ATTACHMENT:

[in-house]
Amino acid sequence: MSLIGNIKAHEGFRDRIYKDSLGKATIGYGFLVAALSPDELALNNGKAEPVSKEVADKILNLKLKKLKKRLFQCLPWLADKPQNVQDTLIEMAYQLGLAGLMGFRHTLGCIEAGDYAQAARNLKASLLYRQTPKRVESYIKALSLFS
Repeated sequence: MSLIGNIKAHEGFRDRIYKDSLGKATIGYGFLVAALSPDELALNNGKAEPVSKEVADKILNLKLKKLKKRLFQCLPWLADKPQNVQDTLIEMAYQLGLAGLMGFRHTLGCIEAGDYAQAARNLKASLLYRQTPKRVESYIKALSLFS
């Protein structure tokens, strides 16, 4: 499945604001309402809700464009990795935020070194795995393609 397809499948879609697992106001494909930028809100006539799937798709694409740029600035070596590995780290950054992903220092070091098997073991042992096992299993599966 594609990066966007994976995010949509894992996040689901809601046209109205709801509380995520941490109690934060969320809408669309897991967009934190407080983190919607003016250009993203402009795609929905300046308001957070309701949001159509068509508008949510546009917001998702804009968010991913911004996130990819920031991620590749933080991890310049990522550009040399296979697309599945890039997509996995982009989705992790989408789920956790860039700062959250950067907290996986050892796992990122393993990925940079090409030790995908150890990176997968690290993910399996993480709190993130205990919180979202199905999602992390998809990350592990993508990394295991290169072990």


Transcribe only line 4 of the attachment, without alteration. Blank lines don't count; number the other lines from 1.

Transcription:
């Protein structure tokens, strides 16, 4: 499945604001309402809700464009990795935020070194795995393609 397809499948879609697992106001494909930028809100006539799937798709694409740029600035070596590995780290950054992903220092070091098997073991042992096992299993599966 594609990066966007994976995010949509894992996040689901809601046209109205709801509380995520941490109690934060969320809408669309897991967009934190407080983190919607003016250009993203402009795609929905300046308001957070309701949001159509068509508008949510546009917001998702804009968010991913911004996130990819920031991620590749933080991890310049990522550009040399296979697309599945890039997509996995982009989705992790989408789920956790860039700062959250950067907290996986050892796992990122393993990925940079090409030790995908150890990176997968690290993910399996993480709190993130205990919180979202199905999602992390998809990350592990993508990394295991290169072990």